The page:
Noie: Notre Dame SF D.J. Harvey encouraged by injury return
Rising to reel in a rebound, he surveyed the situation, kept alive his dribble and hurried the basketball to the other end before banging down a 3-pointer.
Later in a halfcourt set, he cut hard across the baseline before fading to the corner. When the ball rotated his way, he refused to reverse it, something he likely would have done last season. Instead, with a defender closing quickly on an open look, he rose, fired and swished another 3.
A few possessions later, with his confidence in his shot soaring, he utilized an escape dribble, found some free space in the middle of the floor and offered a soft mid-range jumper that caught the back iron and nestled into the net.
Those were a trio of scrimmage snapshots earlier this month from Notre Dame sophomore small forward D.J. Harvey, whose college career sits at a trio of crossroads of the past, the present and the future. As Harvey learned last season, nothing beyond today is guaranteed. Not the next game, the next practice, the next shot or the next opportunity.
Coming off February microfracture surgery to repair cartilage in his left knee, Harvey is counted on to be a key guy this season. He’s expected to eventually start, to play major minutes, to handle a big role. Expected to do so much more than last season.
To understand how Harvey fits this season and how he handles the future knowing that his left knee again could crumble, we revisit last season. It was a long and lost one for the prized recruit from DeMatha Catholic (Md.) High School.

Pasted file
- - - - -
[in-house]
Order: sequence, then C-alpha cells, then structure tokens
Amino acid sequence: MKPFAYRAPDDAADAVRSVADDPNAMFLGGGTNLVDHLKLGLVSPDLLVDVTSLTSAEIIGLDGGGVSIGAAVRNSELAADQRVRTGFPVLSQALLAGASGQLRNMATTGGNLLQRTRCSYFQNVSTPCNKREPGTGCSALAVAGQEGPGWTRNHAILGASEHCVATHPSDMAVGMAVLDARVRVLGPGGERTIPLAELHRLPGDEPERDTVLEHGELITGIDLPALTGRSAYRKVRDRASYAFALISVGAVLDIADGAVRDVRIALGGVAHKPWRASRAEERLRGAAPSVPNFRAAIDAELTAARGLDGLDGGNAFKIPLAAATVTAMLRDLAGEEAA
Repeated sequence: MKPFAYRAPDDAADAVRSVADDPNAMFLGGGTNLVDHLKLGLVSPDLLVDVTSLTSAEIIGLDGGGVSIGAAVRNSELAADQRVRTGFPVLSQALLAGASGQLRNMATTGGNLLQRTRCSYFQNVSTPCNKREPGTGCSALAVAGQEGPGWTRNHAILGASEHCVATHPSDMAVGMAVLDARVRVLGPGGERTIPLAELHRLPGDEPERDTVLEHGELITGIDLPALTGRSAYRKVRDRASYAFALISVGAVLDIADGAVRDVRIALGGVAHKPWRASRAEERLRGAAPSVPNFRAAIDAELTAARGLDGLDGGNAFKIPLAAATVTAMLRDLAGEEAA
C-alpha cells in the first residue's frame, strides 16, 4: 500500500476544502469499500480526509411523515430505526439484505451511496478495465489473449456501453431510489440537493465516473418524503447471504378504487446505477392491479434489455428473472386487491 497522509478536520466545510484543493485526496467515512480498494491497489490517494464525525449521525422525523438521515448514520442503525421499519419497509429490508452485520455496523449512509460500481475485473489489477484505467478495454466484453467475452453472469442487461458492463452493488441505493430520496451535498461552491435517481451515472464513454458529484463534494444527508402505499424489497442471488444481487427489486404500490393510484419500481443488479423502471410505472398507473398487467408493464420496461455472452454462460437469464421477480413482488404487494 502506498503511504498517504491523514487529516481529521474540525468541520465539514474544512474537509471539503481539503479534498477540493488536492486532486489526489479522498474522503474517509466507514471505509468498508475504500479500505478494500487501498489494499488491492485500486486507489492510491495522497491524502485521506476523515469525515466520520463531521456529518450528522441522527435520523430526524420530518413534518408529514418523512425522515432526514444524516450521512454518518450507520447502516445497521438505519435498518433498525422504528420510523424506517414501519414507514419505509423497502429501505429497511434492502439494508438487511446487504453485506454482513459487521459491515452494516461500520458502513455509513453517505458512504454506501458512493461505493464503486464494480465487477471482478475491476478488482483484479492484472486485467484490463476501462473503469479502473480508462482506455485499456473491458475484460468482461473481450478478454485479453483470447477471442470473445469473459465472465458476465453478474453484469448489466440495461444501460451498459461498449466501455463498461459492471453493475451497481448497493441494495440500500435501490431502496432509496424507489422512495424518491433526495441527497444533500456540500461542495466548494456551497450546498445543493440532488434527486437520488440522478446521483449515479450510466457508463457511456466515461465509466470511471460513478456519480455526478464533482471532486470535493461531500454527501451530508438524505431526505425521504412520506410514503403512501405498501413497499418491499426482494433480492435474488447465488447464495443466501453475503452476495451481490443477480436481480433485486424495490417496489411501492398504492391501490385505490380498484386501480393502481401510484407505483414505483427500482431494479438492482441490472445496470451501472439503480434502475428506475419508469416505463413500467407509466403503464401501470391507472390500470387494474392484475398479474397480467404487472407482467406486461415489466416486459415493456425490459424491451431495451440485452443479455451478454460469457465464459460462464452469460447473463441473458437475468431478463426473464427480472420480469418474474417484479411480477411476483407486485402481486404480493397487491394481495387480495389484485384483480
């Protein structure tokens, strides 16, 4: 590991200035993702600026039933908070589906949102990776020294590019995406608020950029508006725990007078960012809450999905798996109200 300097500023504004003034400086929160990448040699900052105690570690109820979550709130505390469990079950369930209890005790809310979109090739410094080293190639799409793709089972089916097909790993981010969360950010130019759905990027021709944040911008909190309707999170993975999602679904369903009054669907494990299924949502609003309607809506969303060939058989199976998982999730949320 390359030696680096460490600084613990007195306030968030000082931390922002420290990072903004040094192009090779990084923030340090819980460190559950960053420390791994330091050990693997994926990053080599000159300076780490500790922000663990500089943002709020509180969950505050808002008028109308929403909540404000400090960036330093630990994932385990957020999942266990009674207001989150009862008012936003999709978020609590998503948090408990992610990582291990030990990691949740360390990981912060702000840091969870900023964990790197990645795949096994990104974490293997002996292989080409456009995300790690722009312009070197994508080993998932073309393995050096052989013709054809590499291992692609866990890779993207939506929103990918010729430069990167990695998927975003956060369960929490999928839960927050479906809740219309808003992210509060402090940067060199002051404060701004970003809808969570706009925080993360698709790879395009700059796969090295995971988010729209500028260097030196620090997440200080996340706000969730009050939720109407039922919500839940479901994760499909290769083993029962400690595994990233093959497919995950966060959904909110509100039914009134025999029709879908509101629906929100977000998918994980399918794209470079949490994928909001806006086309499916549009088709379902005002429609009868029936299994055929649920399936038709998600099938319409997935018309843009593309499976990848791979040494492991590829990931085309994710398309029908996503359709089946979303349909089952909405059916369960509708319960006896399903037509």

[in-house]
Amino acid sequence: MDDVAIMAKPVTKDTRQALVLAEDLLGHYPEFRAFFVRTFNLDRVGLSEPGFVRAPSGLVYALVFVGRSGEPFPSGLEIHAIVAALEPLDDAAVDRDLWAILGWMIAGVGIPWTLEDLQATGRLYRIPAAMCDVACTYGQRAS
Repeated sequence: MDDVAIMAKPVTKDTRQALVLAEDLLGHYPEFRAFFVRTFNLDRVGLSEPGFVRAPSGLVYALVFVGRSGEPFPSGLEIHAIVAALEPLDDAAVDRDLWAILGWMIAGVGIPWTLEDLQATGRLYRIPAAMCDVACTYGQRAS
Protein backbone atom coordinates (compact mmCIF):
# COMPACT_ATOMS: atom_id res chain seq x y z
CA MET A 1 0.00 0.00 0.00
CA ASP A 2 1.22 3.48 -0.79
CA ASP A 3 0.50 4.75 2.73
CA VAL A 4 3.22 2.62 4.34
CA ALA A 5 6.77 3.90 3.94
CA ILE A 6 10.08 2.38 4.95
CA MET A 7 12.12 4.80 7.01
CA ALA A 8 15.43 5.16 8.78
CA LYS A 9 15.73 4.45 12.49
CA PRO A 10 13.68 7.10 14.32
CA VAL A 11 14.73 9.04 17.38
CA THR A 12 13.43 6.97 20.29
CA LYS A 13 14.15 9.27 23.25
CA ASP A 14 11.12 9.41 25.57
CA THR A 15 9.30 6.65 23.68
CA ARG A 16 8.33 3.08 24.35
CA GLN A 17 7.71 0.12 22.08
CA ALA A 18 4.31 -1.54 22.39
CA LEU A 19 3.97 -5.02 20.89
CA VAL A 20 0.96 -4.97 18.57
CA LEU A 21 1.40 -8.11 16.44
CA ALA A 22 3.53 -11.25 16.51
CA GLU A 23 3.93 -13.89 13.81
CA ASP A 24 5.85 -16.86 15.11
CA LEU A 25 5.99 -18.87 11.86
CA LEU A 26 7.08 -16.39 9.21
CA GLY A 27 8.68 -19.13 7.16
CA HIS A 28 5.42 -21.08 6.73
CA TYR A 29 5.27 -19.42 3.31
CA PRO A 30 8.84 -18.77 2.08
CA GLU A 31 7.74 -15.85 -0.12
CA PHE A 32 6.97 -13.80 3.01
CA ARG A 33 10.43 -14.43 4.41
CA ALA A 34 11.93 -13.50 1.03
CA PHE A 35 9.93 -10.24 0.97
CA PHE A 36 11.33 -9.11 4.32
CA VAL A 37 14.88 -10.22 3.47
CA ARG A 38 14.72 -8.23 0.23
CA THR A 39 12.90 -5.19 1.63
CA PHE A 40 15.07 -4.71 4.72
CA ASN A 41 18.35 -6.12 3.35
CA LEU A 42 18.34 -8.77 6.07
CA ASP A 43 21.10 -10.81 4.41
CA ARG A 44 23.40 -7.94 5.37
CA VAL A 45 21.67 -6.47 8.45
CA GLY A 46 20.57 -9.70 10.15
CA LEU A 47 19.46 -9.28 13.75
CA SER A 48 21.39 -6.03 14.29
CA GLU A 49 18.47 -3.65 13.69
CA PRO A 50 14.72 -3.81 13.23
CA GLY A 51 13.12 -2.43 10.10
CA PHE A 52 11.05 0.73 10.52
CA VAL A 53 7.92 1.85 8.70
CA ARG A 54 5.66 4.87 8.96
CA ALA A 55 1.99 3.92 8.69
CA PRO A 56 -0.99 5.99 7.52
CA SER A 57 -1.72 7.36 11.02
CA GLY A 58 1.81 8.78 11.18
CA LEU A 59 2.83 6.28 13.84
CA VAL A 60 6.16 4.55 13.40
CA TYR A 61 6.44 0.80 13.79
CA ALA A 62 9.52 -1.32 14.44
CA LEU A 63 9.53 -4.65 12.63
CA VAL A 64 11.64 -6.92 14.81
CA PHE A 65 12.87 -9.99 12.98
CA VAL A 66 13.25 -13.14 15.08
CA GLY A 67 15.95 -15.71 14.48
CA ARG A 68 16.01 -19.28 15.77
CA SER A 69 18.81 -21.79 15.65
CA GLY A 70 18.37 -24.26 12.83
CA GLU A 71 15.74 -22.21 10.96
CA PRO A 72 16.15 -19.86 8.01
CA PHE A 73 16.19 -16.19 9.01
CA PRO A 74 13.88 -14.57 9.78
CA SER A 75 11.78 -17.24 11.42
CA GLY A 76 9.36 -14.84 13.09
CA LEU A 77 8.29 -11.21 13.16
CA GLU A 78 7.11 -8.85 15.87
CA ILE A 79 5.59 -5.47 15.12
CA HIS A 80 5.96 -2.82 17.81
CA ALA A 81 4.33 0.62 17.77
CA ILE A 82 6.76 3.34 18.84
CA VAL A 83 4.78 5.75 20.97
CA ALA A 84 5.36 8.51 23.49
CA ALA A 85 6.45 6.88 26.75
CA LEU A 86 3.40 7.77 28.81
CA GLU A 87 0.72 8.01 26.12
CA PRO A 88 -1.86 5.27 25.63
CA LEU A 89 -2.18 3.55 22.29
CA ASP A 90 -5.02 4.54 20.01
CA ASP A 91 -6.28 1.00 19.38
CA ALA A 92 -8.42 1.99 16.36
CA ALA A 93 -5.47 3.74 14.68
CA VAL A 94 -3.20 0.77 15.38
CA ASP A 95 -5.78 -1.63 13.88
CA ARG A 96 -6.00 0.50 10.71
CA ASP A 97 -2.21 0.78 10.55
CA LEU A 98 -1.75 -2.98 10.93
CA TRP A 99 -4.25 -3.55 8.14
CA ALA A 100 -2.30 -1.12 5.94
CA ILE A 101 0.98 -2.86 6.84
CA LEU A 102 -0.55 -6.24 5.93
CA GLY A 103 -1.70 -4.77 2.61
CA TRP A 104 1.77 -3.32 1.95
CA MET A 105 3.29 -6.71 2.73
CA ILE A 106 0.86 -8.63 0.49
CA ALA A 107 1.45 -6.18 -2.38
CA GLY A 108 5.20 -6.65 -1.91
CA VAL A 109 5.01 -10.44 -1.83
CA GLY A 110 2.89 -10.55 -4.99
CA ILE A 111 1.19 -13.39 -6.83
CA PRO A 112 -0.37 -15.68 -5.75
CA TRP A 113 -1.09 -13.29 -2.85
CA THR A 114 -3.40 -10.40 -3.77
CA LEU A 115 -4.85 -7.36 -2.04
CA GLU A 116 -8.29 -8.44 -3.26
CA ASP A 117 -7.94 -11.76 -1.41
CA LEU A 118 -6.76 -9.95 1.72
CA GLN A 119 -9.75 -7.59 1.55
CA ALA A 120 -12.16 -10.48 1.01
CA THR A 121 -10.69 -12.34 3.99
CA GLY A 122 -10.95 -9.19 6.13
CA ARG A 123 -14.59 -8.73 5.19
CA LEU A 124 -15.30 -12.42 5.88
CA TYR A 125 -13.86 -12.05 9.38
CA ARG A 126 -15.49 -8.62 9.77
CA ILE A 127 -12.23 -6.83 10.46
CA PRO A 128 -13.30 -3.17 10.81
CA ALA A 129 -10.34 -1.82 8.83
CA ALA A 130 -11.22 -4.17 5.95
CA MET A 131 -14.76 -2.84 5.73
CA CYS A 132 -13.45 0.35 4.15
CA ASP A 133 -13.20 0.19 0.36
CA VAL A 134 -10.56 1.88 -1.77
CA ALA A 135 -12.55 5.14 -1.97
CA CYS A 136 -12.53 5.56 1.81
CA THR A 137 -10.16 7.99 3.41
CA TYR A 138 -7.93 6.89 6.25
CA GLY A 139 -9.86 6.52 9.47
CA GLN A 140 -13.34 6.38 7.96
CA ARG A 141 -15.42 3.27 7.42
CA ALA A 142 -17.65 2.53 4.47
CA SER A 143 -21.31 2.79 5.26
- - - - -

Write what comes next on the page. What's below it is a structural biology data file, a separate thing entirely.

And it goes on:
Harvey stepped into a sticky situation as the lone freshman on an experienced team ready to win more now. He was so talented, but his game was so green. There wasn’t much time or patience offered by the old guys to wait on a kid who was ranked as high as the nation’s No. 21 college prospect. On a team that already had power forward Bonzie Colson and point guard Matt Farrell, Harvey took it slowly before getting his turn, something that wasn’t going to come anytime soon on a veteran Irish outfit.
“With Bonzie and Matt around, I had to take that year as kind of a learning year,” Harvey said. “Take a backseat and watch those guys.”
Rather than plant his playing-time flag, Harvey admitted that he eased up. Sometimes coasted. Allowed the old guys to be old guys; allowed himself to be the newbie. He wanted to play more, but didn’t want to cause conflict. He figured his time would come.
“I was taking a lot of things for granted last year,” Harvey said.
Like the game, and how it always would be there. Everything about that changed Jan. 16 when Harvey grabbed a defensive rebound against Louisville. Nobody bumped him on his way down. He didn’t land at an awkward angle. Still, his left leg locked and he felt something strange. He didn’t know what it was, but he knew it wasn’t good.
Originally diagnosed with a bone bruise to his knee, Harvey missed seven games before insisting all was well heading into the Feb. 17 game at Boston College. On the surface, yeah, everything seemed fine. Deep down, Harvey knew it wasn’t. The knee bothered him more than he let anyone know. As much as Harvey tried to convince himself that he was good, it was bad.
But he felt he had to push through it. Colson already was out with a broken foot. Farrell had missed five games. To get back to the NCAA tournament a fourth straight year, the Irish needed Harvey. They knew it. He knew it. So he masked the pain to play.
“I felt like I let the guys down,” he said. “I felt bad not being out there. I had to get back.”
Harvey was ruled out for Boston College, then for the rest of the season. It was an opportunity forever lost. For him. For the Irish. He averaged 5.8 points and 2.8 rebounds in 19 games. But the 17 games he lost to injury were critical for his present and his future.